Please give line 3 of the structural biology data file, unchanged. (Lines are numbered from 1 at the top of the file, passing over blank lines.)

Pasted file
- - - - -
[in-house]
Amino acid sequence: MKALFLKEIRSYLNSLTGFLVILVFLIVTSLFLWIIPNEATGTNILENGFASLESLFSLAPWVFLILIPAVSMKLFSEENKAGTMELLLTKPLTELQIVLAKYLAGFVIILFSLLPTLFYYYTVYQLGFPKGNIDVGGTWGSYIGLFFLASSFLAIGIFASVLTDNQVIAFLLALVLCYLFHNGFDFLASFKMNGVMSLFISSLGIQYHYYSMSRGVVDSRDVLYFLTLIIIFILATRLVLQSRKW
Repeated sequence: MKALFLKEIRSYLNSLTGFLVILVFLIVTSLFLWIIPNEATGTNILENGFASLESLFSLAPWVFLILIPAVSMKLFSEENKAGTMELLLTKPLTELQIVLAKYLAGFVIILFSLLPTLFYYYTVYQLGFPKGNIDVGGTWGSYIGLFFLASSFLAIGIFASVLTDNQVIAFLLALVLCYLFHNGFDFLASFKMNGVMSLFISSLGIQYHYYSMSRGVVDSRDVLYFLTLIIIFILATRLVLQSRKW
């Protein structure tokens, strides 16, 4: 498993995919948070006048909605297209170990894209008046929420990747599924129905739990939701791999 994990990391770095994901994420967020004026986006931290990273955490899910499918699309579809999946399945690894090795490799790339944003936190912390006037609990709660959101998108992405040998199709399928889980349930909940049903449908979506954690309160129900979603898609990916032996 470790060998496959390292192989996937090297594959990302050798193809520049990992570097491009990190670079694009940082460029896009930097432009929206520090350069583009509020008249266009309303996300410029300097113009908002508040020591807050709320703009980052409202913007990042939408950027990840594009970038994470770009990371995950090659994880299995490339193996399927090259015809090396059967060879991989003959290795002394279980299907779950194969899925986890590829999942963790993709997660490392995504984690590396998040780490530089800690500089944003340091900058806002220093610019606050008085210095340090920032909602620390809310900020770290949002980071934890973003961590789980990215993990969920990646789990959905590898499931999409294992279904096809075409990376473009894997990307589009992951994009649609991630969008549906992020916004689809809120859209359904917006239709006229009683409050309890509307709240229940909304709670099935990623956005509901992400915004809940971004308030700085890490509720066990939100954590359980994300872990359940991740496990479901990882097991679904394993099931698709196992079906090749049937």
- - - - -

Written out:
Repeated sequence: MKALFLKEIRSYLNSLTGFLVILVFLIVTSLFLWIIPNEATGTNILENGFASLESLFSLAPWVFLILIPAVSMKLFSEENKAGTMELLLTKPLTELQIVLAKYLAGFVIILFSLLPTLFYYYTVYQLGFPKGNIDVGGTWGSYIGLFFLASSFLAIGIFASVLTDNQVIAFLLALVLCYLFHNGFDFLASFKMNGVMSLFISSLGIQYHYYSMSRGVVDSRDVLYFLTLIIIFILATRLVLQSRKW